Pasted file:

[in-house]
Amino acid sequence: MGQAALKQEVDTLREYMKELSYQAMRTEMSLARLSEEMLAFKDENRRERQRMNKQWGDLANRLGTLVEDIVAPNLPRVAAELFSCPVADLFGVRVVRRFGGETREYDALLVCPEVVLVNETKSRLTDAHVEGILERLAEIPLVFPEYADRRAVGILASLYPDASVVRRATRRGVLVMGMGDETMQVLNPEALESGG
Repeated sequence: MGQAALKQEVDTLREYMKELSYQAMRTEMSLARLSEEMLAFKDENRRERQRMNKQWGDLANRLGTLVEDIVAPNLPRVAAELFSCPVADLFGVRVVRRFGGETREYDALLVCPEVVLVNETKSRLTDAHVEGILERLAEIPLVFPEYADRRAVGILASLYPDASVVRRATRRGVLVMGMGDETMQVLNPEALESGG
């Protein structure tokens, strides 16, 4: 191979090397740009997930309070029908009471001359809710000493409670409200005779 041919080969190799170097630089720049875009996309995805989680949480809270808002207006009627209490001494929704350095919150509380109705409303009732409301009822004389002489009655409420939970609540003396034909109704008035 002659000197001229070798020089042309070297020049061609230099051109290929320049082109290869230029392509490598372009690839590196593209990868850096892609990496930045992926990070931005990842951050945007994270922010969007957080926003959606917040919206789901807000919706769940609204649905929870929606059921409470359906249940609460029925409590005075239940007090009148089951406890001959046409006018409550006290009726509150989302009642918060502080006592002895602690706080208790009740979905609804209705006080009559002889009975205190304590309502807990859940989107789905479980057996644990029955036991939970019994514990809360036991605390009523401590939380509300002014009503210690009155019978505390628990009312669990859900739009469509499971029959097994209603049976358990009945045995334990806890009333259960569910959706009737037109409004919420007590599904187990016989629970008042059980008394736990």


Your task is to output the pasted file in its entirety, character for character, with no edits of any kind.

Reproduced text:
[in-house]
Amino acid sequence: MGQAALKQEVDTLREYMKELSYQAMRTEMSLARLSEEMLAFKDENRRERQRMNKQWGDLANRLGTLVEDIVAPNLPRVAAELFSCPVADLFGVRVVRRFGGETREYDALLVCPEVVLVNETKSRLTDAHVEGILERLAEIPLVFPEYADRRAVGILASLYPDASVVRRATRRGVLVMGMGDETMQVLNPEALESGG
Repeated sequence: MGQAALKQEVDTLREYMKELSYQAMRTEMSLARLSEEMLAFKDENRRERQRMNKQWGDLANRLGTLVEDIVAPNLPRVAAELFSCPVADLFGVRVVRRFGGETREYDALLVCPEVVLVNETKSRLTDAHVEGILERLAEIPLVFPEYADRRAVGILASLYPDASVVRRATRRGVLVMGMGDETMQVLNPEALESGG
């Protein structure tokens, strides 16, 4: 191979090397740009997930309070029908009471001359809710000493409670409200005779 041919080969190799170097630089720049875009996309995805989680949480809270808002207006009627209490001494929704350095919150509380109705409303009732409301009822004389002489009655409420939970609540003396034909109704008035 002659000197001229070798020089042309070297020049061609230099051109290929320049082109290869230029392509490598372009690839590196593209990868850096892609990496930045992926990070931005990842951050945007994270922010969007957080926003959606917040919206789901807000919706769940609204649905929870929606059921409470359906249940609460029925409590005075239940007090009148089951406890001959046409006018409550006290009726509150989302009642918060502080006592002895602690706080208790009740979905609804209705006080009559002889009975205190304590309502807990859940989107789905479980057996644990029955036991939970019994514990809360036991605390009523401590939380509300002014009503210690009155019978505390628990009312669990859900739009469509499971029959097994209603049976358990009945045995334990806890009333259960569910959706009737037109409004919420007590599904187990016989629970008042059980008394736990």